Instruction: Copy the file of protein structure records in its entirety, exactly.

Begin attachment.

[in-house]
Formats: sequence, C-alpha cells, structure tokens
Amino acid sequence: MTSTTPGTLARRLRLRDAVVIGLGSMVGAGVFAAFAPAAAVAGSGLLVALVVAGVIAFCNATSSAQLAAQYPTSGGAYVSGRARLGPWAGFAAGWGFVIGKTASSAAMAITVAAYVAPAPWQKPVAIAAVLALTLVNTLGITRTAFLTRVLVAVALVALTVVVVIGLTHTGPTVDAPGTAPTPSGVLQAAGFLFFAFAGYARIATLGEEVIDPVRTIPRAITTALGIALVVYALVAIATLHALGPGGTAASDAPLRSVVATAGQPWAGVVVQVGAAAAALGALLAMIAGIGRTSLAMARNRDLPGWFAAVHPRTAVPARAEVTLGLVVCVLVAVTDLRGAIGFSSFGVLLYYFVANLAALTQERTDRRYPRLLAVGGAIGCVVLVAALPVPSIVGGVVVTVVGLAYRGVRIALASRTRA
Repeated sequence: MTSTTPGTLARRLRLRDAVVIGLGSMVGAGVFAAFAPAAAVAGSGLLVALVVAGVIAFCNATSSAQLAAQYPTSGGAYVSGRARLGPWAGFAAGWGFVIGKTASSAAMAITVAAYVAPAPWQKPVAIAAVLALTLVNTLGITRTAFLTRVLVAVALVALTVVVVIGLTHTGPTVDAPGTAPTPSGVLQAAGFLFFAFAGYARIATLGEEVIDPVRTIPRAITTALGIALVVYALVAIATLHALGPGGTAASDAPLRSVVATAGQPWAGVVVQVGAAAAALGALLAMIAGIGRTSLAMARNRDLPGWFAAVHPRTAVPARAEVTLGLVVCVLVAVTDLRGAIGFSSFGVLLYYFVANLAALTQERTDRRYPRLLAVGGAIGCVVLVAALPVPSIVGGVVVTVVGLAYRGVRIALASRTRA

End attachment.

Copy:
[in-house]
Formats: sequence, C-alpha cells, structure tokens
Amino acid sequence: MTSTTPGTLARRLRLRDAVVIGLGSMVGAGVFAAFAPAAAVAGSGLLVALVVAGVIAFCNATSSAQLAAQYPTSGGAYVSGRARLGPWAGFAAGWGFVIGKTASSAAMAITVAAYVAPAPWQKPVAIAAVLALTLVNTLGITRTAFLTRVLVAVALVALTVVVVIGLTHTGPTVDAPGTAPTPSGVLQAAGFLFFAFAGYARIATLGEEVIDPVRTIPRAITTALGIALVVYALVAIATLHALGPGGTAASDAPLRSVVATAGQPWAGVVVQVGAAAAALGALLAMIAGIGRTSLAMARNRDLPGWFAAVHPRTAVPARAEVTLGLVVCVLVAVTDLRGAIGFSSFGVLLYYFVANLAALTQERTDRRYPRLLAVGGAIGCVVLVAALPVPSIVGGVVVTVVGLAYRGVRIALASRTRA
Repeated sequence: MTSTTPGTLARRLRLRDAVVIGLGSMVGAGVFAAFAPAAAVAGSGLLVALVVAGVIAFCNATSSAQLAAQYPTSGGAYVSGRARLGPWAGFAAGWGFVIGKTASSAAMAITVAAYVAPAPWQKPVAIAAVLALTLVNTLGITRTAFLTRVLVAVALVALTVVVVIGLTHTGPTVDAPGTAPTPSGVLQAAGFLFFAFAGYARIATLGEEVIDPVRTIPRAITTALGIALVVYALVAIATLHALGPGGTAASDAPLRSVVATAGQPWAGVVVQVGAAAAALGALLAMIAGIGRTSLAMARNRDLPGWFAAVHPRTAVPARAEVTLGLVVCVLVAVTDLRGAIGFSSFGVLLYYFVANLAALTQERTDRRYPRLLAVGGAIGCVVLVAALPVPSIVGGVVVTVVGLAYRGVRIALASRTRA